Ever since the WHO (World Health Organization) has declared COVID-19 as a pandemic, world governments have begun drastic measures to try to slow the curve of the outbreak as not to overwhelm their healthcare facilities.

Even though the extent of the crisis it is not immediately apparent to those of us in North America, one only needs to follow the news for countries across the ocean to see how quickly things can change. The primary point of shutting down schools, daycares, places of worship and any place where large numbers of people congregate is to limit transmittable contact in order to slow down the outbreak.

"Flattening the Curve" is the term being used, and what it means is that in order to have a chance to be able to have enough healthcare resources to treat people who become very ill with this virus, we must limit the number of cases that occur within a short amount of time. The acceleration factor without this proactive measure will quickly decimate the portion of the population that already has a vulnerable immune system due to being elderly, or having other illnesses or diseases that they are already battling, or for the very young which haven’t yet fully developed their immune system. We know that the progress of this virus is fast and prolific. If we do nothing to stem the rising number of cases, many people will die needlessly just because we will not have enough health resources or personnel available to treat all that need it, when they need it.

It is everyone's responsibility to do what they can to mitigate physical contact with others that may be carrying the virus in spite of having no immediate symptoms. Everyone should also act with the assumption that they are a carrier of the virus, regardless of whether or not they are displaying symptoms.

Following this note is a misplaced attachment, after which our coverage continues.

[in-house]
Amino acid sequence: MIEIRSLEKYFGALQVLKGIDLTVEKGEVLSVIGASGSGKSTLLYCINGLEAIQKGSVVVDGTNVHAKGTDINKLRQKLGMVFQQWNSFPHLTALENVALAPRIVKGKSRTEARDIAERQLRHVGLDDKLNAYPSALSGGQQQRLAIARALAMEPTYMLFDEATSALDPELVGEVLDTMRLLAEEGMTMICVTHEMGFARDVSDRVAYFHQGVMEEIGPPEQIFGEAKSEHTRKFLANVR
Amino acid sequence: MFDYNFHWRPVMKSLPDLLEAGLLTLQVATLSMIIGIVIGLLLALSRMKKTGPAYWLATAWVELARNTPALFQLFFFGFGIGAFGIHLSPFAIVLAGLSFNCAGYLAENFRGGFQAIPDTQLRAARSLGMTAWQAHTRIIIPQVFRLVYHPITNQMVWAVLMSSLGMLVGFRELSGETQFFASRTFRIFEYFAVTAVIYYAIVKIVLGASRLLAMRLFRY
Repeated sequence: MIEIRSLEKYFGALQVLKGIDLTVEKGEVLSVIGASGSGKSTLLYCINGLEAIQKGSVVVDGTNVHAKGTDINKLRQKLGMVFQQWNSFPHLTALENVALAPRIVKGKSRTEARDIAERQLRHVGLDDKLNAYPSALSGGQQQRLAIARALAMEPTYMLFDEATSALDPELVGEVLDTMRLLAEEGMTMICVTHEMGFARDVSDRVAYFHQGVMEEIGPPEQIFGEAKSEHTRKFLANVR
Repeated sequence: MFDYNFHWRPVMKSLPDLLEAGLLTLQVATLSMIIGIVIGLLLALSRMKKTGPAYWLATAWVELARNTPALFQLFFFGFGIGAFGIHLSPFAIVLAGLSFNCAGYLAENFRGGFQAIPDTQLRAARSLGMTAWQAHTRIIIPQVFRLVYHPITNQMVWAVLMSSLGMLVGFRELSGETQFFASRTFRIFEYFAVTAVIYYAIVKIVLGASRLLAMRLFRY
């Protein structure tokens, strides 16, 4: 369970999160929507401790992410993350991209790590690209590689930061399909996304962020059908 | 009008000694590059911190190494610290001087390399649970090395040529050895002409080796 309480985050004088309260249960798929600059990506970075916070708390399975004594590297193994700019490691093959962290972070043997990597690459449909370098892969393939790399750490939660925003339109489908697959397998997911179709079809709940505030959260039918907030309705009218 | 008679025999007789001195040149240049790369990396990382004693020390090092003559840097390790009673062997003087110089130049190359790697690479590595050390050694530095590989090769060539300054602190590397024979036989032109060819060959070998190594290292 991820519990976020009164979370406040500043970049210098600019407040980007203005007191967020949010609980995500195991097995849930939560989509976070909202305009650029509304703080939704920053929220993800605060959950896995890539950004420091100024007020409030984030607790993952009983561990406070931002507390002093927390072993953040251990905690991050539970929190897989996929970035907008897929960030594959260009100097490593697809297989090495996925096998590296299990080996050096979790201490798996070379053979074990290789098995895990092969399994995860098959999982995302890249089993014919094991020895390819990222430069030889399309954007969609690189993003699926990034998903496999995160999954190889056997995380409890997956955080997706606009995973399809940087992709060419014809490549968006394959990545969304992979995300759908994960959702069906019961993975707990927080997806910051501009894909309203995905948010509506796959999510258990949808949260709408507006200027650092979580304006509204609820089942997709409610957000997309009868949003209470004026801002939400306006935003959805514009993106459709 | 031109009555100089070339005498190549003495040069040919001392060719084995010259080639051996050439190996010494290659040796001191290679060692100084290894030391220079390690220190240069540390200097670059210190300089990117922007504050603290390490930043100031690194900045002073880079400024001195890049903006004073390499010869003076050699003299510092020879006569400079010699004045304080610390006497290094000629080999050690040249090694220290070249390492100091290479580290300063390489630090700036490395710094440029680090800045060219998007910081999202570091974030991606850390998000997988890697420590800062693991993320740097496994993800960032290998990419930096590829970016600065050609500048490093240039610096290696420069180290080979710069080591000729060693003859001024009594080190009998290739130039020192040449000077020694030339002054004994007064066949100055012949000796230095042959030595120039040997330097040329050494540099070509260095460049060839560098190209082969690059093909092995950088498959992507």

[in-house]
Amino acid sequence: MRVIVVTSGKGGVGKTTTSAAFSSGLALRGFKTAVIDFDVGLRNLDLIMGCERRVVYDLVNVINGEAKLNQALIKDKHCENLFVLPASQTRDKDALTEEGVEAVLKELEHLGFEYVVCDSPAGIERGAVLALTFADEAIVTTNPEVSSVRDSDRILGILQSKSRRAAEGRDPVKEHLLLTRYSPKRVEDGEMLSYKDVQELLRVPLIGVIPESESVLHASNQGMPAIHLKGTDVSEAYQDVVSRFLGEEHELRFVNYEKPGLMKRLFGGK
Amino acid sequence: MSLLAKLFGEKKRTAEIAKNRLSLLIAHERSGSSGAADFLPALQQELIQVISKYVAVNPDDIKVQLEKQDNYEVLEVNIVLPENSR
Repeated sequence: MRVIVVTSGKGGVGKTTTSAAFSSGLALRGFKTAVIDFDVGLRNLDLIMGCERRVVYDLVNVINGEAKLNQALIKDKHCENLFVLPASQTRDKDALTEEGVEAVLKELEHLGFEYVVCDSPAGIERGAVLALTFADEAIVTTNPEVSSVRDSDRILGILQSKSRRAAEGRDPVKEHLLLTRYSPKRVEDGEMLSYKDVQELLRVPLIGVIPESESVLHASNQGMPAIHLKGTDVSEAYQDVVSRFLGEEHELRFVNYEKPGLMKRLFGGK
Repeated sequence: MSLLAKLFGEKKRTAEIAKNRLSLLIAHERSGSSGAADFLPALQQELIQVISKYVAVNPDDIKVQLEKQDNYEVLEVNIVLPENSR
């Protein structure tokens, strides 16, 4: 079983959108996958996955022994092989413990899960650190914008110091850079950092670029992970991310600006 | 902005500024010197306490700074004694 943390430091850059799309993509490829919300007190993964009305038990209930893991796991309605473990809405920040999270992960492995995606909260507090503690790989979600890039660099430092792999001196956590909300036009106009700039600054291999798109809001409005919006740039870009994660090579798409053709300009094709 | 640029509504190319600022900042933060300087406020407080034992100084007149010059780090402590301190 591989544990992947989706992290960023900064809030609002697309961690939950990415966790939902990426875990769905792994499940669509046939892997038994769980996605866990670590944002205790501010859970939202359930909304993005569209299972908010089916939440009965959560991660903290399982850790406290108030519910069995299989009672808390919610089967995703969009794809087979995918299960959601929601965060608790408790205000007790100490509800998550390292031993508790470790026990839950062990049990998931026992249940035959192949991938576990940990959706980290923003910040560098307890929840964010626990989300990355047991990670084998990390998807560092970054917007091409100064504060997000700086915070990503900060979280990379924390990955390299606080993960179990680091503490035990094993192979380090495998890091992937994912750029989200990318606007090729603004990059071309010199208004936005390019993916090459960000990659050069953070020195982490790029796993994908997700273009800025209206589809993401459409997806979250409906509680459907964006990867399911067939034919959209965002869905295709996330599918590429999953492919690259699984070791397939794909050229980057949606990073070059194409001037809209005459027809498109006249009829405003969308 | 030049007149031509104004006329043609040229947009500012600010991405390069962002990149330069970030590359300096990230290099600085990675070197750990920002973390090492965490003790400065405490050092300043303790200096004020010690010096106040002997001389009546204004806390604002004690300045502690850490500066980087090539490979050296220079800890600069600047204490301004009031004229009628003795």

To slow the transmission of COVID-19, if you are outside your home, we are all being asked to practice physical distancing as well as other common-sense precautionary measures.

  1. Maintain a physical distance of 2 meters (6 feet) between you and others.
  2. Do not shake hands or hug and kiss others.
  3. WASH YOUR HANDS immediately after entering indoors from outdoors. Wash your hands thoroughly and frequently, especially after touching surfaces that other people may have touched such as handrails, light switches, door handles, countertops, shopping cart handles, money, etc.
  4. DO NOT TOUCH YOUR FACE! Pathogens picked up by your hands enter your body through the mucous membranes in your nose, mouth and eyes.
  5. Cough or sneeze into your elbow, not your hands.
  6. Disinfect surfaces in your own home, especially in the kitchen and bathroom, as well as door handles and light switches. (Bleach is considered to be the most effective disinfectant - In a spray bottle mix 10 ml of household bleach that is less than 3 months old with 500 ml of cold water.
  7. If you believe you have been exposed to the virus, but have not yet begun to exhibit symptoms, quarantine yourself at home for a minimum of 14 days to monitor for symptoms.
  8. If you believe you are infected or contagious, isolate yourself from others who are not infected and CALL your local health provider for further instructions. (Do not go to your local hospital or health facility unless instructed to do so.)

Symptoms of Covid-19 are:

  • fever
  • flu-like symptoms like coughing, sore throat and fatigue
  • shortness of breath

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